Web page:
“Oh, I’m terribly sorry, Eva. I didn’t mean to give you a fright.” Lady Amelia’s long curls danced loose down her back, and in her haste to dress herself she’d left the sleeves on her crepe de chine shirtwaist undone. “I was looking for you.”
“You know I would have been upstairs to help you and your sisters dress in what?” She glanced at the wall clock. “Twenty minutes.”
Amelia Renshaw’s sweet face banished any annoyance Eva might have felt. At fifteen she was a budding beauty. Not Lady Julia’s glamorous, moving picture star beauty but a quieter, deeper sort that one often finds in country villages like Little Barlow. Her hair was darker than Julia’s but still golden, a color reflected in her eyes, which sometimes shone hazel and other times brown, but always with those bright gold rims. If Phoebe took after their dear but somewhat plain mother and Julia took after their dashing father, Amelia had inherited a pleasing combination of both that would surely endure throughout her lifetime.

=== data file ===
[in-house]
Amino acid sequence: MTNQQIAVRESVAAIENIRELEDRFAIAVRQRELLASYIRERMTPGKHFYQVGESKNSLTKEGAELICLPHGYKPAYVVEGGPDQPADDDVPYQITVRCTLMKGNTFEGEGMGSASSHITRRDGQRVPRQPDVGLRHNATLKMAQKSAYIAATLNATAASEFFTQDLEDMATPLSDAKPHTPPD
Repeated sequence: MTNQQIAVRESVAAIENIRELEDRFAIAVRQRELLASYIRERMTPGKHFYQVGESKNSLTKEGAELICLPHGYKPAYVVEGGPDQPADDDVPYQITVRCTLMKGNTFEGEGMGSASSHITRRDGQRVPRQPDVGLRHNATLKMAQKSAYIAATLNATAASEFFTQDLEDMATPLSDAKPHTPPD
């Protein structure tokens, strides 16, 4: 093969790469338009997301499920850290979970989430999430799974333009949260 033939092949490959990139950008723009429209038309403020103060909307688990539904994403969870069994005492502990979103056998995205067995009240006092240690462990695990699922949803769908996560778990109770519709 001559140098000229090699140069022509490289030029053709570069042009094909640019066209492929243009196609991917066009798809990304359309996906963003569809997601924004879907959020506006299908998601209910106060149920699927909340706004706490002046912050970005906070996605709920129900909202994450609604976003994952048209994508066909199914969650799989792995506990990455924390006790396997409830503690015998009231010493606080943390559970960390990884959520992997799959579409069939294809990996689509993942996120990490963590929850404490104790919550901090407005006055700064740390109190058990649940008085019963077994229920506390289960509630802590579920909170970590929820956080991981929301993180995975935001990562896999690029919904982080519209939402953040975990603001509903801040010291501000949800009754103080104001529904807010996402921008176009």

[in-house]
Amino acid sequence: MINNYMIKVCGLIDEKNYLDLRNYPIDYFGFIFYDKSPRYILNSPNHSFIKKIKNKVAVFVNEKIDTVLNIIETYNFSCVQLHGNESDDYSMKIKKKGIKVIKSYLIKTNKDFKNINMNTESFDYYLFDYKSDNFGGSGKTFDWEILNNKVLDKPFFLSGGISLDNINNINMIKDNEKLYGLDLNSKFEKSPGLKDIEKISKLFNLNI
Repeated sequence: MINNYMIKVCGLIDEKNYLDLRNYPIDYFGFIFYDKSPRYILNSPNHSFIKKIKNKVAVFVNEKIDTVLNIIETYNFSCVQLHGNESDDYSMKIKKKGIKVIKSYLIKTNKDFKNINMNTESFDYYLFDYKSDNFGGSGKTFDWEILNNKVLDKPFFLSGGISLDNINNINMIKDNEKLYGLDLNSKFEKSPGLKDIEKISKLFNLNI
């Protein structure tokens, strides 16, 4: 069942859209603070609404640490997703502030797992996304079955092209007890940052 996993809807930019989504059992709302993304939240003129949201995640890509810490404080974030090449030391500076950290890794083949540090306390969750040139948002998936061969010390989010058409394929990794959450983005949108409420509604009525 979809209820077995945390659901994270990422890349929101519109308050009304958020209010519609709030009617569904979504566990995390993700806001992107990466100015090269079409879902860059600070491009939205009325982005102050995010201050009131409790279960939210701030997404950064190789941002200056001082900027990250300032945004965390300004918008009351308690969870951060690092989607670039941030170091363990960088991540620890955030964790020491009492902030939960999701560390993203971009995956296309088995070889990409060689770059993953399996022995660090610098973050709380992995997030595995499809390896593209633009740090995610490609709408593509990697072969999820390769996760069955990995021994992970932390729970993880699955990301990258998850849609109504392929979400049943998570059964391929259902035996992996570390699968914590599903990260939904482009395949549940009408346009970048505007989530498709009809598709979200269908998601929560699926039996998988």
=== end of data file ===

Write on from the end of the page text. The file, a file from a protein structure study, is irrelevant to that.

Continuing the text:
“If you’re worried about your frock, my lady, look.” Eva held out the gowns, using one hand to unfold the bodice of Amelia’s green velvet. “I’ve almost got the stain out and Mable will vanquish what’s left.”
“Oh, I don’t care about that,” Amelia said with a dismissive wave. “You keep the gown. I wanted a private moment to wish you happy Christmas.”
“Lady Amelia, where would I ever wear such a garment? And as for Christmas, you wished me happy yesterday.” Slinging both gowns over her shoulder she reached to button up the girl’s wide cuffs. “Had you forgotten?”